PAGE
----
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Reading Road Trip — Georgia

13 Feb

Georgia, the southernmost of the thirteen colonies, was established in 1733. We have had a rich, but turbulent history, with wars and civil rights, booming times and busts. With almost 10 million people and growing, the state is an economic powerhouse in the southeast. The last time I posted, I focused on books set in Atlanta, but there is more to Georgia than our state’s capital. Georgia has a lot to offer — the starting point of the Appalachian Trail and the Blue Ridge Mountains, coastal islands, and small and not so small towns galore.

We also have a number of books set within the boundaries of the Peach State. I have had fun visiting my adopted home state through the pages of a book. So whether you like historical novels, romances, or mysteries, there is something on my list for you. The hardest thing was keeping the list to a manageable size! Hope you find a book you will love.

The Sentinels of Andersonville by Tracy Groot

Near the end of the Civil War, inhumane conditions at Andersonville Prison caused the deaths of 13,000 Union soldiers in only one year. In this gripping and affecting novel, three young Confederates and an entire town come face-to-face with the prison’s atrocities and will learn the cost of compassion, when withheld and when given.

Sentry Dance Pickett has watched, helpless, for months as conditions in the camp worsen by the day. He knows any mercy will be seen as treason. Southern belle Violet Stiles cannot believe the good folk of Americus would knowingly condone such barbarism, despite the losses they’ve suffered. When her goodwill campaign stirs up accusations of Union sympathies and endangers her family, however, she realizes she must tread carefully. Confederate corporal Emery Jones didn’t expect to find camaraderie with the Union prisoner he escorted to Andersonville. But the soldier’s wit and integrity strike a chord in Emery. How could this man be an enemy? Emery vows that their unlikely friendship will survive the war—little knowing what that promise will cost him.

As these three young Rebels cross paths, Emery leads Dance and Violet to a daring act that could hang them for treason. Wrestling with God’s harsh truth, they must decide, once and for all, Who is my neighbor?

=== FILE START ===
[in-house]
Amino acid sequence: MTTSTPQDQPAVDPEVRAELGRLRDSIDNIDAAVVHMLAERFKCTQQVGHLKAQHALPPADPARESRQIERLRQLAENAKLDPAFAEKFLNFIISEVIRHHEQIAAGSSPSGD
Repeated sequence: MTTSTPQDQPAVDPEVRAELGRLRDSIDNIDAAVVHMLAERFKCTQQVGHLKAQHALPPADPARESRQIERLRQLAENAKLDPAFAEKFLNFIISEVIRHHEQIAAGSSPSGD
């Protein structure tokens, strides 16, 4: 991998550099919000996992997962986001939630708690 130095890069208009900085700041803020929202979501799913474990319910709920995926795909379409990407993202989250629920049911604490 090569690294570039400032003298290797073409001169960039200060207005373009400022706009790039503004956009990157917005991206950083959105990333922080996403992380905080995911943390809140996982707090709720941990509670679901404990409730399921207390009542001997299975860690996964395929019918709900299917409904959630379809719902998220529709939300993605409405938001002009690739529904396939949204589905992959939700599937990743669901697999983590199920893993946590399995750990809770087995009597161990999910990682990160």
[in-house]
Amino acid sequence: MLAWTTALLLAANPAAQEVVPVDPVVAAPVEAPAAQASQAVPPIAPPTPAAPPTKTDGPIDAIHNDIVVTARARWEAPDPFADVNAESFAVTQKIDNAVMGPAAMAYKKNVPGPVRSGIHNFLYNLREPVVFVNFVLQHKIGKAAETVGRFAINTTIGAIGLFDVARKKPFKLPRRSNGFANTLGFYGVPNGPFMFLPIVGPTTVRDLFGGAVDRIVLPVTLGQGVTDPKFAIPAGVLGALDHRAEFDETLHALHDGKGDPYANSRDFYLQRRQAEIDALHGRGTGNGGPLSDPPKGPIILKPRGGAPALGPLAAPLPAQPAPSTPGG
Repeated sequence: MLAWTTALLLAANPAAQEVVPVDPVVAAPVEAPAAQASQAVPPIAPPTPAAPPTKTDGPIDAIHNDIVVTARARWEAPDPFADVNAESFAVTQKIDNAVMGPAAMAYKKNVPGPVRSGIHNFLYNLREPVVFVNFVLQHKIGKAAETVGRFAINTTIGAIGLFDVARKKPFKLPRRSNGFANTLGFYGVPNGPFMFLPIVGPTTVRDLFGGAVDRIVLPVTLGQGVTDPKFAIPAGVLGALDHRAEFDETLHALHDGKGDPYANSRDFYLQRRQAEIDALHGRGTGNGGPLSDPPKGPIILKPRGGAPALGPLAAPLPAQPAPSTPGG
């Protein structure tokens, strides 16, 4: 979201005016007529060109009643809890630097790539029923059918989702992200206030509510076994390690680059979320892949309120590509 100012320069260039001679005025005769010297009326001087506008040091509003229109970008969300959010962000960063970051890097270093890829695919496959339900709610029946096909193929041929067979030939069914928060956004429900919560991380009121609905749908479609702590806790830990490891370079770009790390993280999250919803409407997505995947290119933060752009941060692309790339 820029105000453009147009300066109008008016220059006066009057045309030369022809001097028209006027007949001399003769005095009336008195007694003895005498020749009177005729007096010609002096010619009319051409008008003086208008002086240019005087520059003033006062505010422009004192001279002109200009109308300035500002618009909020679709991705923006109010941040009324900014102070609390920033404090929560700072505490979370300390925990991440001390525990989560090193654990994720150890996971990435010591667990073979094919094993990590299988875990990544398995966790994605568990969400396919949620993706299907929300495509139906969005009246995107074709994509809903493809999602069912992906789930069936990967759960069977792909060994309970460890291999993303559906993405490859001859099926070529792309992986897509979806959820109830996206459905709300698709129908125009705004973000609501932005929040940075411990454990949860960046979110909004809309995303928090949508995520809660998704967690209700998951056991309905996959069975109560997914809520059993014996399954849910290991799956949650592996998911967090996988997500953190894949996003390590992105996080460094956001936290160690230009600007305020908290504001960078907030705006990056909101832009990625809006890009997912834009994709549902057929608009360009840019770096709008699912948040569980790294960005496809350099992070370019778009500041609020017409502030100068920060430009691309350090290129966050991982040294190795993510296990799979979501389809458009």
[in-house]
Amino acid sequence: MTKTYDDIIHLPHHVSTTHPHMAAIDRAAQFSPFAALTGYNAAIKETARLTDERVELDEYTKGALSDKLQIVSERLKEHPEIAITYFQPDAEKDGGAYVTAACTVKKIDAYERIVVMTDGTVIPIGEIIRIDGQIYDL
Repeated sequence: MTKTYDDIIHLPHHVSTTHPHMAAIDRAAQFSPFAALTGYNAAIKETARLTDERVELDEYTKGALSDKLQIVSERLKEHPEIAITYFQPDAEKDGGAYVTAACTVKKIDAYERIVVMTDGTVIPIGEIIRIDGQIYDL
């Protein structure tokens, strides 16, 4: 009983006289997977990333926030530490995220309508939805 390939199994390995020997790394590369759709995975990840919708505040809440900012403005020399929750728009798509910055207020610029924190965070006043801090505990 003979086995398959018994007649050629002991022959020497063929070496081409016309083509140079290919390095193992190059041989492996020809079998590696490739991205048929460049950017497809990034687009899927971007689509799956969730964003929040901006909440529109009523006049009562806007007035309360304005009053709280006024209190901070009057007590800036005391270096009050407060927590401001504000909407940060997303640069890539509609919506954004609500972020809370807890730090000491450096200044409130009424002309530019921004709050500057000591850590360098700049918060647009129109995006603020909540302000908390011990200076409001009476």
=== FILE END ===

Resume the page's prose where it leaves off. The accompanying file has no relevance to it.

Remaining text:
A Respectable Actress by Dorothy Love

India Hartley, a famous and beautiful actress, is now alone after her father’s death and embarks upon a tour of theaters across the South. Her first stop is Savannah’s Southern Palace. On the eve of the second night’s performance, something goes horribly wrong. Her co-star, Arthur Sterling, is shot dead on stage in front of a packed house, and India is arrested and accused of the crime.

A benefactor hires Philip Sinclair, the best — and handsomest — lawyer in Savannah to defend India. A widower, Philip is struggling to reinvent his worn-out plantation on St. Simons Island. He needs to increase his income from his law practice in order to restore Indigo Point, and hardly anything will bring him more new clients than successfully defending a famous actress on a murder charge.

Because India can’t go anywhere in town without being mobbed, Philip persuades the judge handling her case to let him take her to Indigo Point until her trial date. India is charmed by the beauty of the Georgia lowcountry and is increasingly drawn to Philip. But a locked room that appears to be a shrine to Philip’s dead wife and the unsolved disappearance of a former slave girl raise troubling questions. Piecing together clues in an abandoned boat and a burned-out chapel, India discovers a trail of dark secrets that lead back to Philip, secrets that ultimately may hold the key to her freedom. If only he will believe her.

The One True Love of Alice-Ann by Eva Marie Everson

Living in rural Georgia in 1941, sixteen-year-old Alice-Ann has her heart set on her brother’s friend Mack; despite their five-year age gap, Alice-Ann knows she can make Mack see her for the woman she’ll become. But when they receive news of the attack on Pearl Harbor and Mack decides to enlist, Alice-Ann realizes she must declare her love before he leaves.

Though promising to write, Mack leaves without confirmation that her love is returned. But Alice-Ann is determined to wear the wedding dress her maiden aunt never had a chance to wear ― having lost her fiancé in the Great War. As their correspondence continues over the next three years, Mack and Alice-Ann are drawn closer together. But then Mack’s letters cease altogether, leaving Alice-Ann to fear history repeating itself.